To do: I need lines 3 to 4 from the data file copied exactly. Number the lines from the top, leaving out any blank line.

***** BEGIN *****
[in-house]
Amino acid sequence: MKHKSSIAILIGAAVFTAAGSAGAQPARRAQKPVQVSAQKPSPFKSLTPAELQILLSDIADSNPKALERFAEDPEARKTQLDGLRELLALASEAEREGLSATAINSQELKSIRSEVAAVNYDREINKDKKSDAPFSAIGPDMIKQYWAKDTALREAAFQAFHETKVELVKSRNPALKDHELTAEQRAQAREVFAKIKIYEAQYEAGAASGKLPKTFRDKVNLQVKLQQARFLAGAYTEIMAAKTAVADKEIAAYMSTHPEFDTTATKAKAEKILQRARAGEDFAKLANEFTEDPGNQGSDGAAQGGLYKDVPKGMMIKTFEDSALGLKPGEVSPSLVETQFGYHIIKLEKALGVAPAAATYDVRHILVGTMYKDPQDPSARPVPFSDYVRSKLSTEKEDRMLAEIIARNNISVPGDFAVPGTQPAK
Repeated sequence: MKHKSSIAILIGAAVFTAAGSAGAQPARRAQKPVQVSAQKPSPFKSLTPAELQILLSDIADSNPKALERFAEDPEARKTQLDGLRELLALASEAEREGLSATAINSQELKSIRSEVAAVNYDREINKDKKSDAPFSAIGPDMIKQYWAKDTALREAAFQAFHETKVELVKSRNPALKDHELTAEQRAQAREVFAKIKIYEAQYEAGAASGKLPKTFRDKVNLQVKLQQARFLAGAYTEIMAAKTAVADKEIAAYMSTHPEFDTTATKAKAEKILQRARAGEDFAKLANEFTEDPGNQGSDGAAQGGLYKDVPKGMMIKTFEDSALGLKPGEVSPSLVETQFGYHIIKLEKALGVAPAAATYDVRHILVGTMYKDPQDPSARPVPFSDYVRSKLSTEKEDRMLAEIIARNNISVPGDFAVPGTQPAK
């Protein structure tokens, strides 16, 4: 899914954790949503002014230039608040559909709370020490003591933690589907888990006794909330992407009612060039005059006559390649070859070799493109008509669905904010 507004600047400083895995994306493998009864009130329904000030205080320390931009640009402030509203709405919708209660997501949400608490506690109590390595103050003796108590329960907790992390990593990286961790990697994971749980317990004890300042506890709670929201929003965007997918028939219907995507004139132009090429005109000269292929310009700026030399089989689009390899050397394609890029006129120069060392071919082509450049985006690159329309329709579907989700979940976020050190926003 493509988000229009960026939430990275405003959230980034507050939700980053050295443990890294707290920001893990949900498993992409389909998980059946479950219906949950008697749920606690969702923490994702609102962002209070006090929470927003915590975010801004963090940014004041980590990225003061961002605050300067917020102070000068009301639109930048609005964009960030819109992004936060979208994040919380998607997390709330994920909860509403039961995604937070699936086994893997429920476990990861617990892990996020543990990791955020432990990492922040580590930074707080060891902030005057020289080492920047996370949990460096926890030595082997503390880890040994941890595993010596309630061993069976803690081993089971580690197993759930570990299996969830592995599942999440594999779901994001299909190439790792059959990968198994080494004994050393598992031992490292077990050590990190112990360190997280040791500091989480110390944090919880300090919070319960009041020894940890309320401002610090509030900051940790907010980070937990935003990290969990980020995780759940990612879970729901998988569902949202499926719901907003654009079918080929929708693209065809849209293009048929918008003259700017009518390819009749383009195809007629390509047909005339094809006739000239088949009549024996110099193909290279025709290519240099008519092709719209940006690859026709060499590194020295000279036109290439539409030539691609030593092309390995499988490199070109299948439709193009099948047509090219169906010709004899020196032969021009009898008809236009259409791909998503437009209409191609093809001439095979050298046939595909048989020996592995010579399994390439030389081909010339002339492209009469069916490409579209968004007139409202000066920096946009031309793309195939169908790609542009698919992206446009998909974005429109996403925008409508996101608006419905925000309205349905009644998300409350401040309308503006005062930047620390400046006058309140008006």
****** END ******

Repeated sequence: MKHKSSIAILIGAAVFTAAGSAGAQPARRAQKPVQVSAQKPSPFKSLTPAELQILLSDIADSNPKALERFAEDPEARKTQLDGLRELLALASEAEREGLSATAINSQELKSIRSEVAAVNYDREINKDKKSDAPFSAIGPDMIKQYWAKDTALREAAFQAFHETKVELVKSRNPALKDHELTAEQRAQAREVFAKIKIYEAQYEAGAASGKLPKTFRDKVNLQVKLQQARFLAGAYTEIMAAKTAVADKEIAAYMSTHPEFDTTATKAKAEKILQRARAGEDFAKLANEFTEDPGNQGSDGAAQGGLYKDVPKGMMIKTFEDSALGLKPGEVSPSLVETQFGYHIIKLEKALGVAPAAATYDVRHILVGTMYKDPQDPSARPVPFSDYVRSKLSTEKEDRMLAEIIARNNISVPGDFAVPGTQPAK
């Protein structure tokens, strides 16, 4: 899914954790949503002014230039608040559909709370020490003591933690589907888990006794909330992407009612060039005059006559390649070859070799493109008509669905904010 507004600047400083895995994306493998009864009130329904000030205080320390931009640009402030509203709405919708209660997501949400608490506690109590390595103050003796108590329960907790992390990593990286961790990697994971749980317990004890300042506890709670929201929003965007997918028939219907995507004139132009090429005109000269292929310009700026030399089989689009390899050397394609890029006129120069060392071919082509450049985006690159329309329709579907989700979940976020050190926003 493509988000229009960026939430990275405003959230980034507050939700980053050295443990890294707290920001893990949900498993992409389909998980059946479950219906949950008697749920606690969702923490994702609102962002209070006090929470927003915590975010801004963090940014004041980590990225003061961002605050300067917020102070000068009301639109930048609005964009960030819109992004936060979208994040919380998607997390709330994920909860509403039961995604937070699936086994893997429920476990990861617990892990996020543990990791955020432990990492922040580590930074707080060891902030005057020289080492920047996370949990460096926890030595082997503390880890040994941890595993010596309630061993069976803690081993089971580690197993759930570990299996969830592995599942999440594999779901994001299909190439790792059959990968198994080494004994050393598992031992490292077990050590990190112990360190997280040791500091989480110390944090919880300090919070319960009041020894940890309320401002610090509030900051940790907010980070937990935003990290969990980020995780759940990612879970729901998988569902949202499926719901907003654009079918080929929708693209065809849209293009048929918008003259700017009518390819009749383009195809007629390509047909005339094809006739000239088949009549024996110099193909290279025709290519240099008519092709719209940006690859026709060499590194020295000279036109290439539409030539691609030593092309390995499988490199070109299948439709193009099948047509090219169906010709004899020196032969021009009898008809236009259409791909998503437009209409191609093809001439095979050298046939595909048989020996592995010579399994390439030389081909010339002339492209009469069916490409579209968004007139409202000066920096946009031309793309195939169908790609542009698919992206446009998909974005429109996403925008409508996101608006419905925000309205349905009644998300409350401040309308503006005062930047620390400046006058309140008006």